Jurassic Park: Operation Genesis - PC - Review
OK … starting off, I am a big fan of Michael Crichton, and I loved the Jurassic Park books and movies that came out as well. I recently played the Dinosaur Digs expansion for Zoo Tycoon, and wondered how much different could this new “Sim Whatever” game could really be. Well, to its credit … it does add some things to the genre on its own, but also remains true to the mainstream style of the Sim building titles … minus some areas that others offer.
Operation Genesis puts you in the role of a new manager assigned by John Hammond himself to build and run Jurassic Park. In doing this, you have a cast of people from the film like Sam Neil and Samuel Jackson with you to help out by dropping info and hints, and of course you have the big boss … INGEN Corporation … to answer to in success or failure. Basically, build an amusement attraction to bring in as many people and as much cash as possible. Take care of the dinos, and you’ll do OK … but if they aren’t getting the attention that they need, they could wind up going into a rampage and may get out, which is cool as heck to watch but obviously won’t help you win the game.
Now, you might be saying “OK, I’ve been there, done that before” … and you’re probably right for the most part. You get a certain amount of money up front, and it’s up to you to build structures, clear land out, build bathrooms, fast food places, viewing areas, and other things that you’ve seen in just about every other park building sim that you have played at one time or another. On a down side, the total number and different look of the items you can build or place seems to be really limited compared to some other titles out there like Zoo Tycoon or Sim Theme park, which could hurt this one considering the expansive list of other similar games that are out.
First off, if you’re not much in a park building kind of mood, Universal added in a series of missions that you can play which revolve around things like snapping photos of dinosaurs in various conditions, rescuing people, or even herding gentle herbivores before they get eaten by a rampaging T-Rex. It provides a good distraction to break the monotony, and I personally found this to be the highlight of my playing the game … but also found it to be pretty short and quick to go through as well. There’s not much of a need to go back and play missions when their done either, since it’s usually trying to beat a best time or whatever.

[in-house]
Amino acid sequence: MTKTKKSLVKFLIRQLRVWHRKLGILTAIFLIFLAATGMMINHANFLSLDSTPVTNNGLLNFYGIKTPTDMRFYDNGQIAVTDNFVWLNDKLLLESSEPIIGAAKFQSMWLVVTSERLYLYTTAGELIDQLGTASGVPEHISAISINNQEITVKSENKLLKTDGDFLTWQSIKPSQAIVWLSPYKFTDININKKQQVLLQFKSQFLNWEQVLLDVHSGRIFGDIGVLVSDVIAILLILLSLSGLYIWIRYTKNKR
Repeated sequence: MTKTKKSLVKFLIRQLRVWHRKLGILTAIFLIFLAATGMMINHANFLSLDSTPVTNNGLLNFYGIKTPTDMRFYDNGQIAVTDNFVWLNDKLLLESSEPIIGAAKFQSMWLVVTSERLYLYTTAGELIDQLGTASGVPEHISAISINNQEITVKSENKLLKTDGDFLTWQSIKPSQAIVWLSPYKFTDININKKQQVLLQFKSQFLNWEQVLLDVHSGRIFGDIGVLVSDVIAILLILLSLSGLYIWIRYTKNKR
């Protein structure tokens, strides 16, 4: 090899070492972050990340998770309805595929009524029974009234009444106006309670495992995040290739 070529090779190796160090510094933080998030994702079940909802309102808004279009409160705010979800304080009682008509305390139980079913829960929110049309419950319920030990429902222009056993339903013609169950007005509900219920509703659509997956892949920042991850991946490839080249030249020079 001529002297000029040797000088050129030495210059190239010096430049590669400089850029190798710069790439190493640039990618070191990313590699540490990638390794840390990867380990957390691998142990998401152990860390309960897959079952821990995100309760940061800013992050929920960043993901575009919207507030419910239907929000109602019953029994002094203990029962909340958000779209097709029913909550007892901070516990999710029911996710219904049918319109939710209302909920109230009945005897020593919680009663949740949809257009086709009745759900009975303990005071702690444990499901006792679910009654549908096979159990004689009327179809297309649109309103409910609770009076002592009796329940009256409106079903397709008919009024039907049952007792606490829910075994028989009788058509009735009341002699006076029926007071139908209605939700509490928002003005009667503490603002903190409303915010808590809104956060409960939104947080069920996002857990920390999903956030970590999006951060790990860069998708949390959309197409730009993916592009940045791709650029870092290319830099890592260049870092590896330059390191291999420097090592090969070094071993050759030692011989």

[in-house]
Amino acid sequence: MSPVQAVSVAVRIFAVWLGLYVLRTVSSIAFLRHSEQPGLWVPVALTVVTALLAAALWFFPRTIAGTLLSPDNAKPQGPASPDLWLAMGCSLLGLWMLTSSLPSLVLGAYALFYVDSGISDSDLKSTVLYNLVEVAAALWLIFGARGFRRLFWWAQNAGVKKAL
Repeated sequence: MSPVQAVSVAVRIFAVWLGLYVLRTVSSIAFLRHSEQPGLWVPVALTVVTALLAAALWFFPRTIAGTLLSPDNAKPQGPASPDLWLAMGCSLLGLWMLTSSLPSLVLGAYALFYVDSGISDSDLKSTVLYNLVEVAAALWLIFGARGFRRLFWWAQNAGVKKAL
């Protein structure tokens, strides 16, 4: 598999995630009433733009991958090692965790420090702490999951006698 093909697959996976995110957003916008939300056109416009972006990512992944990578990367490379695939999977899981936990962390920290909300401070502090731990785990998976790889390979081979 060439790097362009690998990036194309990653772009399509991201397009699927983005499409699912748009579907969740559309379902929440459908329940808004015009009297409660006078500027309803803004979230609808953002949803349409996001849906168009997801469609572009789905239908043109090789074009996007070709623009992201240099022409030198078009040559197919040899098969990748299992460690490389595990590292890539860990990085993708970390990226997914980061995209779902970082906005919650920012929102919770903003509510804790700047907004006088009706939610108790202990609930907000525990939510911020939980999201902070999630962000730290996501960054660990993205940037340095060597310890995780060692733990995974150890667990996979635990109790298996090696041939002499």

Rather than focusing on rides or buffalo exhibits, this game of course revolves around getting dinosaurs into your attraction. One neat twist that they put into Operation Genesis is the research piece of the game. To get dinosaurs, you obviously can’t just run down to your nearest Petland and grab a few. Instead, you have to hire archaeologists to go to various parts of the world and dig for fossils. Once found, you have your research team extract DNA that you THEN use to create the dinosaurs or you can buy and sell fossils on the market if you don’t need the ones you found or are looking for something in particular. The research team in the park also is responsible for researching new rides or attractions like SUV tours as well to keep it fresh and entertaining for guests.
Another neat addition that they made to Operation Genesis is the use of the park rangers. When a dinosaur needs to be moved or “put down”, you actually take control of a helicopter to zip around the park and do what needs to be done. Hitting the left mouse button also enables a zoom in sniper kind of mode, and its pretty fun to play as you whoosh around looking for your prey. As a tip, make sure that you’ve closed down the park if you need to use lethal force to kill a dinosaur. If you don’t, people may get upset and find the treatment inhumane … even if that pack of Velociraptors was getting ready to shred them for lunch.
As far as “reasons not to get the game” go, most of the issues that I had with Operation Genesis revolved around a couple of things in particular. First off, the lack of item styles and types really dropped some points in my opinion, especially with some other long running titles that are out which have a lot more to offer park builders than this one does. Attractions are OK, like a balloon ride, but just don’t really seem to give a big sense of gratification when completed. Also as I mentioned before, I loved the missions … but they were a little too easy to beat and I didn’t really feel a need to go back and try them again.